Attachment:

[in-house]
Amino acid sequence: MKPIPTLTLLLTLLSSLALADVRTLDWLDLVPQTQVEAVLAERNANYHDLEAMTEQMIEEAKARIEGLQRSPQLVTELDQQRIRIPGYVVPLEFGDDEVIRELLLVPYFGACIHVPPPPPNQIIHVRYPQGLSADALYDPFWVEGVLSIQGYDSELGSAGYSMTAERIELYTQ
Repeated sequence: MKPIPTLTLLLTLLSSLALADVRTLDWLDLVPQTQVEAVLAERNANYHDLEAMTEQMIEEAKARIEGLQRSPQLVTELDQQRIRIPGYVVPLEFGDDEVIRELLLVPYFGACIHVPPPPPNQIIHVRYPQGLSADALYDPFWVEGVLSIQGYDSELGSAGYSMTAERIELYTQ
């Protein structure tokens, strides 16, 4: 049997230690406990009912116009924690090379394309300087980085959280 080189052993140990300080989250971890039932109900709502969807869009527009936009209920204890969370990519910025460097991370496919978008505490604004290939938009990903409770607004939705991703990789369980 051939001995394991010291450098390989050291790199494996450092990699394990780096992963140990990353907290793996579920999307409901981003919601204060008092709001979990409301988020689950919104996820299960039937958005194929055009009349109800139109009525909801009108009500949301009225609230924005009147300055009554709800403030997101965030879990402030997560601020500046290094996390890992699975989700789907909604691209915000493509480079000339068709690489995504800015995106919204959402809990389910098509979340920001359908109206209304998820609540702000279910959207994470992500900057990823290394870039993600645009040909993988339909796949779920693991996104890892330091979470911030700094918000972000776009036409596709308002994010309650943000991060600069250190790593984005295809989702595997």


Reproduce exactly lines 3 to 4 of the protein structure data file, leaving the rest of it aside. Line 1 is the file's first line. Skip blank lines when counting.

Repeated sequence: MKPIPTLTLLLTLLSSLALADVRTLDWLDLVPQTQVEAVLAERNANYHDLEAMTEQMIEEAKARIEGLQRSPQLVTELDQQRIRIPGYVVPLEFGDDEVIRELLLVPYFGACIHVPPPPPNQIIHVRYPQGLSADALYDPFWVEGVLSIQGYDSELGSAGYSMTAERIELYTQ
């Protein structure tokens, strides 16, 4: 049997230690406990009912116009924690090379394309300087980085959280 080189052993140990300080989250971890039932109900709502969807869009527009936009209920204890969370990519910025460097991370496919978008505490604004290939938009990903409770607004939705991703990789369980 051939001995394991010291450098390989050291790199494996450092990699394990780096992963140990990353907290793996579920999307409901981003919601204060008092709001979990409301988020689950919104996820299960039937958005194929055009009349109800139109009525909801009108009500949301009225609230924005009147300055009554709800403030997101965030879990402030997560601020500046290094996390890992699975989700789907909604691209915000493509480079000339068709690489995504800015995106919204959402809990389910098509979340920001359908109206209304998820609540702000279910959207994470992500900057990823290394870039993600645009040909993988339909796949779920693991996104890892330091979470911030700094918000972000776009036409596709308002994010309650943000991060600069250190790593984005295809989702595997």